Workers wages in the United States are lower today than they were back in 1972. (3 charts)
from David Ruccio
The Wall Street Journal notes that workers wages in the United States are lower today than they were back in 1972.
In particular, both average real weekly earnings and real hourly earnings of production and nonsupervisory workers peaked in October 1972 (“when Richard Nixon won re-election, Eugene Cernan became the last man to walk on the moon and the Dow Jones Industrial Average closed above 1,000 for the first time”) and they still haven’t reached that level more than four decades later.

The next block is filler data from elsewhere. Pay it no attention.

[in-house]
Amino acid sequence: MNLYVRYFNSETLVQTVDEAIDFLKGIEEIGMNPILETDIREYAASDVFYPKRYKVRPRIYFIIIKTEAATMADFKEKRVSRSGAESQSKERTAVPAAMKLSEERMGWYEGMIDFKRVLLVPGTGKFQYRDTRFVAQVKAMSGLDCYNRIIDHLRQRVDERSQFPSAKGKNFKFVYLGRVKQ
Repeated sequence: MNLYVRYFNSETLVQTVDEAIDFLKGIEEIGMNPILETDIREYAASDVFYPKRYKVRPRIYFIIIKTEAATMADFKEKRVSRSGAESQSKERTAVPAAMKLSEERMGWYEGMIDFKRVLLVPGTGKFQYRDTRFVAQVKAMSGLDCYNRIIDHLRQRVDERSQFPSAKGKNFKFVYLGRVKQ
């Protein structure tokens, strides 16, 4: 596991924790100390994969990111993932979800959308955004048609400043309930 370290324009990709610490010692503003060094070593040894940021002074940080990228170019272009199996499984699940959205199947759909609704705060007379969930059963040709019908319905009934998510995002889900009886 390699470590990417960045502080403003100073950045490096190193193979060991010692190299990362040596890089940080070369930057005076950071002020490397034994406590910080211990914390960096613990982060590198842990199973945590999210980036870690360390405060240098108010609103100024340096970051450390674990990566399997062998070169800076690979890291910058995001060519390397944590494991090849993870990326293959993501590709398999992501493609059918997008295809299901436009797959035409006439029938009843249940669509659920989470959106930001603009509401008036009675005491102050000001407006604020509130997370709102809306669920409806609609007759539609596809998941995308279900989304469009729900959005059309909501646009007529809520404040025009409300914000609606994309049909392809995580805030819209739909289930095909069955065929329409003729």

To put this decline in workers’ wages in perspective, during the same period, worker productivity rose by about 70 percent.
Even more concretely, the weekly paycheck in October 1972 was the equivalent of about $811 in today’s dollars. If their wages had increased at the same rate as their productivity, today workers would be making $1378 a week. Instead, last month, average weekly earnings were just under $703.
So, workers are producing much more today than they did in the early 1970s but are still being paid less than they were then.